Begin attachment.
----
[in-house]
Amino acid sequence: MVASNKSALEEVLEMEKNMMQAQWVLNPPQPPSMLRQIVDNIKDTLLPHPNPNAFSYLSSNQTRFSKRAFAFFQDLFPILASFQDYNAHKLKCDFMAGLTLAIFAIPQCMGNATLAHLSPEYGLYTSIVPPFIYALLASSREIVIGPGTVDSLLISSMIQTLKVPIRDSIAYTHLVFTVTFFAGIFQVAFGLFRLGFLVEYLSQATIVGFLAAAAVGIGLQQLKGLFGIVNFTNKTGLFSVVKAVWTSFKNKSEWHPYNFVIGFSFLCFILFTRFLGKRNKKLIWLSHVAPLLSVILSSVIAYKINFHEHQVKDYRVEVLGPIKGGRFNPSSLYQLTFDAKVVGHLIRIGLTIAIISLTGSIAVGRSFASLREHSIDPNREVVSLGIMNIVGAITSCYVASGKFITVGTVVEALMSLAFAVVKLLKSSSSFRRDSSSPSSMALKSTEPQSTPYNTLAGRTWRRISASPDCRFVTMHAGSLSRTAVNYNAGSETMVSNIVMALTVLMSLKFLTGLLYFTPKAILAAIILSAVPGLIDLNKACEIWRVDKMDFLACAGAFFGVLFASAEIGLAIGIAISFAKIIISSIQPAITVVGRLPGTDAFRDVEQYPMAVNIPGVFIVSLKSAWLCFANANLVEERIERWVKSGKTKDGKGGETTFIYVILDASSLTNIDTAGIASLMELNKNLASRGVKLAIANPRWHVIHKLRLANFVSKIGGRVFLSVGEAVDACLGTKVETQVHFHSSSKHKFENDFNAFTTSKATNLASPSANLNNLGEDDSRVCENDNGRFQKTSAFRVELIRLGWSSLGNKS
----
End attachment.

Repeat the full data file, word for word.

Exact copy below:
[in-house]
Amino acid sequence: MVASNKSALEEVLEMEKNMMQAQWVLNPPQPPSMLRQIVDNIKDTLLPHPNPNAFSYLSSNQTRFSKRAFAFFQDLFPILASFQDYNAHKLKCDFMAGLTLAIFAIPQCMGNATLAHLSPEYGLYTSIVPPFIYALLASSREIVIGPGTVDSLLISSMIQTLKVPIRDSIAYTHLVFTVTFFAGIFQVAFGLFRLGFLVEYLSQATIVGFLAAAAVGIGLQQLKGLFGIVNFTNKTGLFSVVKAVWTSFKNKSEWHPYNFVIGFSFLCFILFTRFLGKRNKKLIWLSHVAPLLSVILSSVIAYKINFHEHQVKDYRVEVLGPIKGGRFNPSSLYQLTFDAKVVGHLIRIGLTIAIISLTGSIAVGRSFASLREHSIDPNREVVSLGIMNIVGAITSCYVASGKFITVGTVVEALMSLAFAVVKLLKSSSSFRRDSSSPSSMALKSTEPQSTPYNTLAGRTWRRISASPDCRFVTMHAGSLSRTAVNYNAGSETMVSNIVMALTVLMSLKFLTGLLYFTPKAILAAIILSAVPGLIDLNKACEIWRVDKMDFLACAGAFFGVLFASAEIGLAIGIAISFAKIIISSIQPAITVVGRLPGTDAFRDVEQYPMAVNIPGVFIVSLKSAWLCFANANLVEERIERWVKSGKTKDGKGGETTFIYVILDASSLTNIDTAGIASLMELNKNLASRGVKLAIANPRWHVIHKLRLANFVSKIGGRVFLSVGEAVDACLGTKVETQVHFHSSSKHKFENDFNAFTTSKATNLASPSANLNNLGEDDSRVCENDNGRFQKTSAFRVELIRLGWSSLGNKS